I mean, the biggest one would have been Girls, Christopher Owens—not that we did a very good job, but that’s what we were going for. But then also, like, The Strokes, Modest Mouse, and towards the end a little bit of Fugazi, which I don’t think we hit the mark on at all… not for lack of trying. My biggest takeaway was that it was really fun, and I think there was a lot of correlation between that and skateboarding, for me, in the sense that they’re both very community-oriented activities, but they’re also both kind of self-driven: if you want to go skateboard, you pick up a skateboard and then you go skateboard. There’s other people that skateboard that you can go make friends with, but you still have to do it, and I think the same is very true with music. They’re both things that embody that perfect balance between community and individual drive.

Yeah, definitely. I’ve been listening to a lot of the music on your SoundCloud, especially your album Hey, I Like You. Do you ever write music with the intention of it working with one of your films?

No, not necessarily, but I think it just works out that way because it’s all coming from me… There’s a lot of overlap between visual style and sonic style. But I think one thing I’ve discovered in the past year while trying to make music is that I don’t have much control over what I make. It’s a little different when I’m filming, because I know how to get what I want now, but with music is still very much pure discovery, which is awesome. It’s kind of one thing I’ve been trying to work on, especially Hey, I Like You, I kind of just wrote music exactly as I was feeling, and I spent a lot of time shaping it and re-recording it; I put a lot of thought and effort into it, but it was just like, ‘This is me, and this is my music.’ It’s a bit hard to perform live because it’s kind of mellow and a little blue, so I’ve been trying to figure out how I can find the balance of making music that is still very much me, but also make it funner [laughs], you know? So, if I play it live, it’s fun. Hey, I Like You very much lives within a specific context or body of work. I’d like to make things that can maybe be a bit more open-ended and still live in the world, but be more versatile.

I was listening to your demo ‘Blue Side’ and I was kind of amazed at how you managed to capture such a strong feeling and atmosphere in just one minute. Where was your head at when you were creating that?

Thanks so much! That’s one of two music projects I’ve been working on this year. I’ve been putting together these bits and pieces of really concise moments in my life, then I’ve been trying to take those moments and turn them into a big music piece; I don’t think it was intentional at first, but that’s sorta how I understand it now. And ‘Blue Side’ is the intro to it. I think most of my work is just about making sense of the world around me, it’s about trying to make sense of connection, and most recently grappling with the ideas of community. With ‘Blue Side’ it’s this sense of sadness… It’s one thing to feel sad, it’s another to feel sad and let yourself wallow in it, and it’s a totally different thing to acknowledge that you’re feeling sad and try to learn from it and move on. And I think that’s what it’s about, especially in that little minute and a half song—it’s very much ‘Okay, this is how you feel right now,’ and then how do you try and build some momentum to move past that feeling? I think one thing I work through a lot in both my life and my work is just the idea of apathy. I’m inclined to always make something out of the things I feel, or especially the moments I feel stuck, as a sort of response to apathy. So, a song like ‘Blue Side’ is kind of wanting to use that feeling of sadness, and transform it into something else.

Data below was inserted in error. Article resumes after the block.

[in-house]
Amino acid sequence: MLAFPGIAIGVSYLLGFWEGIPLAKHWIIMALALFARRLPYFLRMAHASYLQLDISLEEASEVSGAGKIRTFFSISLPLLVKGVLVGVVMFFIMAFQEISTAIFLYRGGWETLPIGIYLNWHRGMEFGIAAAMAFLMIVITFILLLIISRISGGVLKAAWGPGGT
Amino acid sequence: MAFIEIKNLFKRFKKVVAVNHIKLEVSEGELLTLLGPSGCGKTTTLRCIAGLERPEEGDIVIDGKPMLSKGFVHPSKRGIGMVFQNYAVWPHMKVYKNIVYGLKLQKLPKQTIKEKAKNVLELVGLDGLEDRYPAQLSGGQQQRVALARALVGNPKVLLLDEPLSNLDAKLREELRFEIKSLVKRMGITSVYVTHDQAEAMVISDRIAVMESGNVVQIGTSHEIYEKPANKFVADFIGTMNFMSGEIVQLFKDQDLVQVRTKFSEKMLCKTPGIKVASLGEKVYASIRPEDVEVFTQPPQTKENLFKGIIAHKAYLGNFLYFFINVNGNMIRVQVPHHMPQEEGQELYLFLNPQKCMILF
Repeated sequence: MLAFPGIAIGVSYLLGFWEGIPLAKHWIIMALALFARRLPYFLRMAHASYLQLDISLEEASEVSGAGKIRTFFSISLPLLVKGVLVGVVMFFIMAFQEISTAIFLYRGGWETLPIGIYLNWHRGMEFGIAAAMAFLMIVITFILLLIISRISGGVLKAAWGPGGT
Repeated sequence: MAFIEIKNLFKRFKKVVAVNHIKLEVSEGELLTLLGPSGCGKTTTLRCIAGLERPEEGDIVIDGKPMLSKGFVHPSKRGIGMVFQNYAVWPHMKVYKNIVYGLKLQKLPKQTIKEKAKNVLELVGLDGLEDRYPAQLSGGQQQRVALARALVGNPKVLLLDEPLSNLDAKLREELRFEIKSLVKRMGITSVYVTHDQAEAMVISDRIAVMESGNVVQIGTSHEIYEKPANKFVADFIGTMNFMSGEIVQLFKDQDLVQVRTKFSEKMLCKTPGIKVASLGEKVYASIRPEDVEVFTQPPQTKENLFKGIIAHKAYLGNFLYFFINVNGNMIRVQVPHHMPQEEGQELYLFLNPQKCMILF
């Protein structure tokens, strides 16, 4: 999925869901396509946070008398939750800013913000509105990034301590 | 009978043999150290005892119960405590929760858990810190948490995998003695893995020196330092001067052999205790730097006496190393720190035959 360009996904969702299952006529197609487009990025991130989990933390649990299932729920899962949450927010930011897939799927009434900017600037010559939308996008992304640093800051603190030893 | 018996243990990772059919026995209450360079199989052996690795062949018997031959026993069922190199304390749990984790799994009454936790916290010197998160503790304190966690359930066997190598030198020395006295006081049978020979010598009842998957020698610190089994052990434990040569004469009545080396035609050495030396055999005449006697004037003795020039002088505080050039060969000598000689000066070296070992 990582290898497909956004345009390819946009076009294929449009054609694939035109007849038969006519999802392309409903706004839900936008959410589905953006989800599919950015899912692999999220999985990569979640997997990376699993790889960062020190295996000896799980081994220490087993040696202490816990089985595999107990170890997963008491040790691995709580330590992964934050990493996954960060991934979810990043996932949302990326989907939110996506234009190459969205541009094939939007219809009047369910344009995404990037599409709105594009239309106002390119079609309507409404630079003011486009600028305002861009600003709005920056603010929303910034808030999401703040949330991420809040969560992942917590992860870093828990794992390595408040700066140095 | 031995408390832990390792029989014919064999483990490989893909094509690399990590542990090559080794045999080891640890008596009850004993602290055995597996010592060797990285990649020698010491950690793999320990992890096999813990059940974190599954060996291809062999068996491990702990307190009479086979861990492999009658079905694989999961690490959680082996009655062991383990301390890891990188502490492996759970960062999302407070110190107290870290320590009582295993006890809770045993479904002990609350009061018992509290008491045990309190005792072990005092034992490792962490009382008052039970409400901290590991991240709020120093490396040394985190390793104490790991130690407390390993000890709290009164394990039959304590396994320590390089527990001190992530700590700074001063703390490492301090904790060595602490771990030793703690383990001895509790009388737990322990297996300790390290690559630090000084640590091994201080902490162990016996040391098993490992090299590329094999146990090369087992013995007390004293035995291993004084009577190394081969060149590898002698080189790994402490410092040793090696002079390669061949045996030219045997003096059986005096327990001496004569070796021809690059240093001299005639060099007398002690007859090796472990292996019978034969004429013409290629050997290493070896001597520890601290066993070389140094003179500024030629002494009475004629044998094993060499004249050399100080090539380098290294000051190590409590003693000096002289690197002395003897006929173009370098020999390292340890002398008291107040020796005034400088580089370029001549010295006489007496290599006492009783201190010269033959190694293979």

I want to ask you about your work on the fashion side of things as well. Fashion’s always taken inspiration from what skateboarders are wearing, but it seems like in the past few years it’s really stepped up a notch. As someone who’s both a skater and a collaborator with big fashion houses like Calvin Klein and Louis Vuitton, what are your thoughts?

You know, I guess it depends. It varies house to house, designer to designer, but I think a lot of the people who are working in these fashion houses, at this point in time, either grew up skating, or had friends who skated. It’s something that I’ve really noticed. Whether it’s Kanye’s team, the Louis Vuitton team or the people at Acne, half the people there skate or have friends who skate. So much inspiration comes from skateboarding in a much more direct way than it used to, but in a weird way I think it’s a lot more authentic than it used to be. Because it’s not just looking at it and saying, ‘Oh, that looks cool, let’s take that.’ It’s a little more like, ‘Okay, that guy used to skate, he grew up watching skate videos, he understands it a little bit, and there’s a sense of genuine interest and nostalgia.’ I think streetwear has also really affected skateboarding in a substantial way—when I go to the skatepark, I’ll see kids skating in Off-White, or with a Gucci belt. So now through places or brands like Supreme, or Polar, or Quasi, there’s a little bit more of a conversation happening. Where, like, the skateboard companies or skate fashion companies are getting to participate in a more equal way. There’s a bit of a conversation, and I think that’s cool and interesting.